Twenty eight was the year of the challenging co-worker. In one of my jobs I worked with a team of good, wonderful people. At the beginning things were great, but eventually one person began to struggle with their own addiction issues which then affected myself, and let’s be real- everyone else. I went to the person in charge multiple times, asking for help and sharing my concerns. Eventually, when nothing happened I began keeping a log. It was pages long and I’d detail things that were happened that shouldn’t, all while I was trying to keep it together during an immensely hard personal year of my own. Eventually, this person stopped working where I was, but the stress and memories of trying to be professional alongside someone so unpredictable felt oppressive.

Meanwhile, I’d openly share at times glimpses into these hard places and be met with a lot of platitudes: “just manifest what you need,” or “you need to pray God’s will for your life,” I think people have a challenging time with hard emotions, the sadness other people. It’s always easier to be there for the good moments. And yet, the friends who were daily reminders of joy or confidants over glasses of wine remain my dearest today. I don’t fault people for distancing themselves or lashing out at me, because the end of my twenties wasn’t particularly graceful, but I hold on tighter to those who stayed by my side, listened, cried, and laughed with me. And truly, 28 wasn’t all bad:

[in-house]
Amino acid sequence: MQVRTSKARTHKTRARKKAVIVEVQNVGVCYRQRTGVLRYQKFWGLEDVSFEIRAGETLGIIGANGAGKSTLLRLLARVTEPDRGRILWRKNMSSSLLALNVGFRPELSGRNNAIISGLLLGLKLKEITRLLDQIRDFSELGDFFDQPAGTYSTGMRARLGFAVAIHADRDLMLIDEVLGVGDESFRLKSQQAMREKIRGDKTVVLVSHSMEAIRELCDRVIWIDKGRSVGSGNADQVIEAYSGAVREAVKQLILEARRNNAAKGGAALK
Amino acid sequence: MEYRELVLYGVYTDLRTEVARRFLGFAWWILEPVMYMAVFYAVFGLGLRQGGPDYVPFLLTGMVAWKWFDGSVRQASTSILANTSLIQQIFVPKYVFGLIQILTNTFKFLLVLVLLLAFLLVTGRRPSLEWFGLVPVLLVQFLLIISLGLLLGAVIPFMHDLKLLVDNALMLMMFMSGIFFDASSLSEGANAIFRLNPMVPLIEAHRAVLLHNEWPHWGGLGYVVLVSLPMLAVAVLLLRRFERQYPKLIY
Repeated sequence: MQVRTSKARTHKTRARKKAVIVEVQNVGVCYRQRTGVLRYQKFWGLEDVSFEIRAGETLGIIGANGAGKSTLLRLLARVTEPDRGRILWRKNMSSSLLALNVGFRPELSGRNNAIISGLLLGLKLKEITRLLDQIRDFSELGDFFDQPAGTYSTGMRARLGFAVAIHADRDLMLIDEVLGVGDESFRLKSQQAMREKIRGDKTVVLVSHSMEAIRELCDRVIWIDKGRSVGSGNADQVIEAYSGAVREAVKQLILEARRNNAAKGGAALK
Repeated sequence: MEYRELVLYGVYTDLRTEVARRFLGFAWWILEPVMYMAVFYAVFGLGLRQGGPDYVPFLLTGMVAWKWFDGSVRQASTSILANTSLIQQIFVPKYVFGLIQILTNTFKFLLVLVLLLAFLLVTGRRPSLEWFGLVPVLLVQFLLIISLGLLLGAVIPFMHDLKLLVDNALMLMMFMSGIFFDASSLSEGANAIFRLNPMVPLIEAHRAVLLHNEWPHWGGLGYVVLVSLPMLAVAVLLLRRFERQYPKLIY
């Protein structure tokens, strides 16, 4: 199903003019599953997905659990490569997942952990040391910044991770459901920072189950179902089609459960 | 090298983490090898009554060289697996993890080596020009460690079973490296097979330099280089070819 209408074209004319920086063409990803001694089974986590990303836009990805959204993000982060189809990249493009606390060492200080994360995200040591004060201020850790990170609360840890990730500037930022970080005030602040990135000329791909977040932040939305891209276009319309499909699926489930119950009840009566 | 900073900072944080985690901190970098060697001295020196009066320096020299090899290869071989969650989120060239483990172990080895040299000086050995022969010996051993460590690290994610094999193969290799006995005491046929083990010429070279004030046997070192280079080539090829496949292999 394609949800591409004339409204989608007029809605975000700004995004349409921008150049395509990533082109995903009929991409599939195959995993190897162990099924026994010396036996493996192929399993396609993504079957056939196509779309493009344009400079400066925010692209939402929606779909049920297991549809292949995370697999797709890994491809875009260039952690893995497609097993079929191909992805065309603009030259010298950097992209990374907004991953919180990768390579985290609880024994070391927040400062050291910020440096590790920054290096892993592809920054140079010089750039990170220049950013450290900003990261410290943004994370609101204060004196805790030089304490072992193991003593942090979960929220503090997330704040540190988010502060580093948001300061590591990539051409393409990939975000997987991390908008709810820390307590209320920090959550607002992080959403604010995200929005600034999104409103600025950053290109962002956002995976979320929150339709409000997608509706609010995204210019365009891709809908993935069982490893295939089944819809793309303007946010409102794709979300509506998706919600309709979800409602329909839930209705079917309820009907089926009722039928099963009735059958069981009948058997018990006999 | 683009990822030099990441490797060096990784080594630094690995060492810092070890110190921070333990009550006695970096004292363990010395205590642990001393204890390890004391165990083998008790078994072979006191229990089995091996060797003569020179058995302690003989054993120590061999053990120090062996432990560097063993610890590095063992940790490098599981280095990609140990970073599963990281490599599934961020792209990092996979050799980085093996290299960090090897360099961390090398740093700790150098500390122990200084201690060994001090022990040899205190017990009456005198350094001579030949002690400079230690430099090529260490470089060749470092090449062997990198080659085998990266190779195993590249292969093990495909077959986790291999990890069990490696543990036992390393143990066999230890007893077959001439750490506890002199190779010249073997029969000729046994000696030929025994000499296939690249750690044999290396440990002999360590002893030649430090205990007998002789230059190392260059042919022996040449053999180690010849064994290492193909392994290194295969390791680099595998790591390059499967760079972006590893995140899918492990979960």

Somehow, in the thick of it all, I started imagining what I wanted my future to really look like. I felt more bold and authentic in being myself and showing up for issues I cared about. I didn’t have to spend precious free time at social events with people I honestly no longer liked or fit with, I didn’t have to bite my tongue when a racist or ridiculous comment was made, I didn’t have to settle for less. My 28th year had made me scrappy, but in the best of ways. Also in that 28th year? I logged into (after bemoaning online dating and swearing I wouldn’t find a spouse there) and received a few messages from a man named Seth.

I don’t see 32 as some sort of arrival, or ah-ha moment. I give thanks for all that has been given to me, and I remain humbled by all sorts of obstacles I’ve had to overcome and walk through. I don’t feel badly about sharing the many joyful moments, because I do them for me—to buoy and remind myself. I’m 32, but I’m still that 28 year old woman, and I know she’d be proud and tear-filled happy for me today. So to anyone in their own version of a 28th year, chin up. The best is truly yet to come.